To accurately evaluate the QoE impact by location, it is highly recommended that operators compare and contrast the QoE errors between the input and output of the system. It is also worth noting that only a sampling of QoE errors are shown in Figure 3. In reality, there could also be QoE errors in the tables (PSI, SI and PSIP) and in the carousel data. These all need to be constantly monitored and reported for a complete and comprehensive QoE assessment. Operators must proactively monitor and fix critical QoE errors at the source, or the input, of any complex system (headend or transport network) to avoid the classic “garbage in, garbage out” syndrome.
STEP 3: Determine the cause of the critical qoe errors
By using the video service quality reports, the operator can quickly identify the locations, as well as the type of QoE errors, that occurred. Now it is time to fix the errors and improve processes to reduce the recurrence of these errors. Eliminating chronic QoE errors – rather than temporarily fixing them time and again – dramatically reduces operational expenses, makes a major impact on uptime statistics and improves the overall subscriber experience.
LET’S EXAMINE HOW AN OPERATOR CAN SOLVE A RECURRING QOE ISSUE
In this example, the operator needs to determine the cause of one of the QoE errors (video freeze/black) that was introduced between monitoring locations 3 and 4 for headend site G. Video freeze/black can be caused by a number of issues, including improperly configured equipment, problems with individual headend components (i.e., an encoder, mux, server, ad splicer or switch/router), a temporary network failure in the headend, or even a bad (video) connection.
Figure 4: Program historical report.
To determine the root cause, the operator must run a variety of “historical reports” that use a range of criteria, including bandwidth, MPEG discontinuities and network jitter. By running a bandwidth graphing report for the time frame during which the error occurred, the operator can determine that there were no significant bit rate errors or MPEG discontinuities (see Figure 4).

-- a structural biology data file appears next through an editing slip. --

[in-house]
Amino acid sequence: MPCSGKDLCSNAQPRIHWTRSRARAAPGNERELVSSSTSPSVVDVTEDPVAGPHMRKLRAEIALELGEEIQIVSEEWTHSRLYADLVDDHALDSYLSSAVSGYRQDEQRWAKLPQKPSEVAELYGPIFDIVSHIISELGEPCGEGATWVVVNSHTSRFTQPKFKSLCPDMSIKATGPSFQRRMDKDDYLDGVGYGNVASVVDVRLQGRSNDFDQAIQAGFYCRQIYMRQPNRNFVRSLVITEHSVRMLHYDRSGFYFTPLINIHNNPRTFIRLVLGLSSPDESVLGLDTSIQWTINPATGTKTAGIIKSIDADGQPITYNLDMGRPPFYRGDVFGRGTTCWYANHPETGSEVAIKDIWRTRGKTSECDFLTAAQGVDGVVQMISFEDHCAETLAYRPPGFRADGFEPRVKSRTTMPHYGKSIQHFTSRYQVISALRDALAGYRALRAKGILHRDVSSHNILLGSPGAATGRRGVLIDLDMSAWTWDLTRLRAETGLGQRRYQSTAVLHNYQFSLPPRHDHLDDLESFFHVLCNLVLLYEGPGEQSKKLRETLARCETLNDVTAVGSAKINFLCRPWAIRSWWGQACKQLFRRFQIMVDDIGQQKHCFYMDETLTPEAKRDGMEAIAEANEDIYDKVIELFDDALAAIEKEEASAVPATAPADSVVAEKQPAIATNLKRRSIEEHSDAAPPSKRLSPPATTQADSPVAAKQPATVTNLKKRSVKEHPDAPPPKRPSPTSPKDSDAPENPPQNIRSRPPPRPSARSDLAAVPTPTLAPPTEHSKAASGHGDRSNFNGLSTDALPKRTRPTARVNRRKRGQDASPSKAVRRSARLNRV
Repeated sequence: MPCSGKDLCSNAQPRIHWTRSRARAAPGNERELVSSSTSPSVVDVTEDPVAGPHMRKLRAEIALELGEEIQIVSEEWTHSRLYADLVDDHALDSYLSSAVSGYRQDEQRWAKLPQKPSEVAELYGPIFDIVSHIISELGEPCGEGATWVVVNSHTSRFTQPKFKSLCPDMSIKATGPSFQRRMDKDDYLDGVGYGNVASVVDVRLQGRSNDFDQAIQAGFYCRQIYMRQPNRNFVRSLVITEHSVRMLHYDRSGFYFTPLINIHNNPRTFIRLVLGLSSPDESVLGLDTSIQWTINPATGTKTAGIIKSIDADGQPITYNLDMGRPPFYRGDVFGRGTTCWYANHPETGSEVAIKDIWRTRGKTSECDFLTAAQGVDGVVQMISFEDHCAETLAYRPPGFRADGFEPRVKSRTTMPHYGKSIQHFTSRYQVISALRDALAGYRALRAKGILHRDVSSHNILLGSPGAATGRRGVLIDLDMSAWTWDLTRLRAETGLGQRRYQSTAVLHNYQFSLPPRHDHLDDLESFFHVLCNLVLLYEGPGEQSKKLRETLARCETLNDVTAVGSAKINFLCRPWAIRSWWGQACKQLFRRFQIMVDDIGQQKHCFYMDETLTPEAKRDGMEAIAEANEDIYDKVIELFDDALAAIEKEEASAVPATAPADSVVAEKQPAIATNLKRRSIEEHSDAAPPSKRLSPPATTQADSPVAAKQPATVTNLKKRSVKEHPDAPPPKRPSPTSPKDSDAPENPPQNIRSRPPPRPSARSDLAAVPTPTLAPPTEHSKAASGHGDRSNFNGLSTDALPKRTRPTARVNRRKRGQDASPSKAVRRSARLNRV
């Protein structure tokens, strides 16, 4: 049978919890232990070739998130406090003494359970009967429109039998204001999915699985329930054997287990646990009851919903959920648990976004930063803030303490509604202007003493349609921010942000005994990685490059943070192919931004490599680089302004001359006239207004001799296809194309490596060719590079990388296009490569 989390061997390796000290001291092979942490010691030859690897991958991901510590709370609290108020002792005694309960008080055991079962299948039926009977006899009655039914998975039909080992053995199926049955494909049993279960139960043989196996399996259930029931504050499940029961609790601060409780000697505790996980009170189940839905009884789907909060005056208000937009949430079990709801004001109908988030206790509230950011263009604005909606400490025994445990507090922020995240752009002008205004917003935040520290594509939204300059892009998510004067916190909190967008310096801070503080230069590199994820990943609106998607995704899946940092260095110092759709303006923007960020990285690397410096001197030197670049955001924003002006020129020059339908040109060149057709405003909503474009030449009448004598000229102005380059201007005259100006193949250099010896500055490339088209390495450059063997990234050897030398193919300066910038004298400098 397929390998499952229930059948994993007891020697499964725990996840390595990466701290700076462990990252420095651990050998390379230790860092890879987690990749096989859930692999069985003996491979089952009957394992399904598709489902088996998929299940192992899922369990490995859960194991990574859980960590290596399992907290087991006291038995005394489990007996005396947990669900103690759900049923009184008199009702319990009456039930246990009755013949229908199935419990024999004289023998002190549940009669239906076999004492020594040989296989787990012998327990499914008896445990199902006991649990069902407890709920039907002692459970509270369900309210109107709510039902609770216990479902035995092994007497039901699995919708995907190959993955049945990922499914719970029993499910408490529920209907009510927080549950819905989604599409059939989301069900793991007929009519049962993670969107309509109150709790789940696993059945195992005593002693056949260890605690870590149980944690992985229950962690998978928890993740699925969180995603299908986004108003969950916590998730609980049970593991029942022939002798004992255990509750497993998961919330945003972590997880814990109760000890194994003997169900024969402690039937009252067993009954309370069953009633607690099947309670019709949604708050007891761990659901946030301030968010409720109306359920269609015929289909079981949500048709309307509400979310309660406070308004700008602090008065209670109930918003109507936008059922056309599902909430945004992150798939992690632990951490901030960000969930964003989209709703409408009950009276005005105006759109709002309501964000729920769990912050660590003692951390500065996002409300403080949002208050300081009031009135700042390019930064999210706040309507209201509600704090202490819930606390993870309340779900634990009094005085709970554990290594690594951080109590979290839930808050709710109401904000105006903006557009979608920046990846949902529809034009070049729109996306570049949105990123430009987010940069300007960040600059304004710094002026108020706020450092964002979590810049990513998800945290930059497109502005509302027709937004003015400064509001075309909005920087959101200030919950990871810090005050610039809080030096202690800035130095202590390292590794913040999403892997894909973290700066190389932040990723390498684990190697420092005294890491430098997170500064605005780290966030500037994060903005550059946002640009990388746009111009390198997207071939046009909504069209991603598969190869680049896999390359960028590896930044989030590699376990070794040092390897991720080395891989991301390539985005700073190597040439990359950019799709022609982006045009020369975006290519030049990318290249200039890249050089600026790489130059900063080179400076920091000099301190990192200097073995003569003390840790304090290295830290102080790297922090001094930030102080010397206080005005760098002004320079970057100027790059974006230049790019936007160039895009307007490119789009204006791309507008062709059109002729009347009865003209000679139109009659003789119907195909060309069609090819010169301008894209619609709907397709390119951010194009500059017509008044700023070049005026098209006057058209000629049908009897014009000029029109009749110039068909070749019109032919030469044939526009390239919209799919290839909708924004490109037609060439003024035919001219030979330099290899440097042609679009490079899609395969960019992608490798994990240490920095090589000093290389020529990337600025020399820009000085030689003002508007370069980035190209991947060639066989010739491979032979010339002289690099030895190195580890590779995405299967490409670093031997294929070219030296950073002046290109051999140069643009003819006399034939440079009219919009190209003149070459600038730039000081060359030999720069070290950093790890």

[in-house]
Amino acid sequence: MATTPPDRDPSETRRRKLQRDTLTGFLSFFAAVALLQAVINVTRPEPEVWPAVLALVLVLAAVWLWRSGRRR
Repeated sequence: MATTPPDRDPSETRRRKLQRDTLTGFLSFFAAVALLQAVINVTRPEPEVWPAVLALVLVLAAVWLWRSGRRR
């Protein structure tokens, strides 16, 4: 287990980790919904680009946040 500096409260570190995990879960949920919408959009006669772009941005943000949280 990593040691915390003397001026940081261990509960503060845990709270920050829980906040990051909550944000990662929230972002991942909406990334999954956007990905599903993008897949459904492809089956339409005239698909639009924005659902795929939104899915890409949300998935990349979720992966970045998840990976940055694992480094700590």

Next, the operator can look at IP statistics (IP packet interval arrival rate and MDI-DF) to check the health of the network during the same time frame (see Figure 5). The report shows that the network was fine, with hardly any jitter present.
This is a classic example of a major service disruption that passed all of the MPEG and IP network tests. In this case, the operator was able to use the right tool to generate reports, which helped to eliminate other possible causes, such as those introduced by an encoder, multiplexer, switch or router, and identified a bad video cable connector at the encoder input. Once the connector was fixed, it successfully reduced the recurrence of both intermittent video freeze and tiling errors.
Figure 5: IP statistics report on national program 10.
For a large-scale video service deployment, operators that develop a strategy to monitor critical system input/output locations and choose the right monitoring tools that can accurately alert and generate all kinds of key reports to help safeguard subscriber QoE can continuously improve video service quality and operational efficiency.
Quality metrics have to be based on QoE impacting events, and a service quality report is only useful if the data behind it (i.e., quality metrics and historical reports) is comprehensive, objective and actionable.
Monitoring at strategic locations matters because operators can use location-based reports to quickly assess QoE metrics (by service/program) across key locations on a daily basis. These reports can be used by operations and engineering to facilitate problem isolation, therefore reducing the mean time to repair and the possibility of the error recurring.
Operators need different types of historical reports for troubleshooting, as time-based reporting and correlating capability is essential. It makes every QoE error actionable, allowing problem isolation and root-cause analysis to be possible. In addition, these reports can also serve as proof of QoE errors that operators can use to effectively collaborate with (equipment) vendors and program providers.
As new services (e.g., VOD) and programs (e.g., HD) are added and competition intensifies, operators must monitor to assure the highest quality of their video programs. This will significantly impact the quality of the services delivered today, and therefore the success of the business in the future.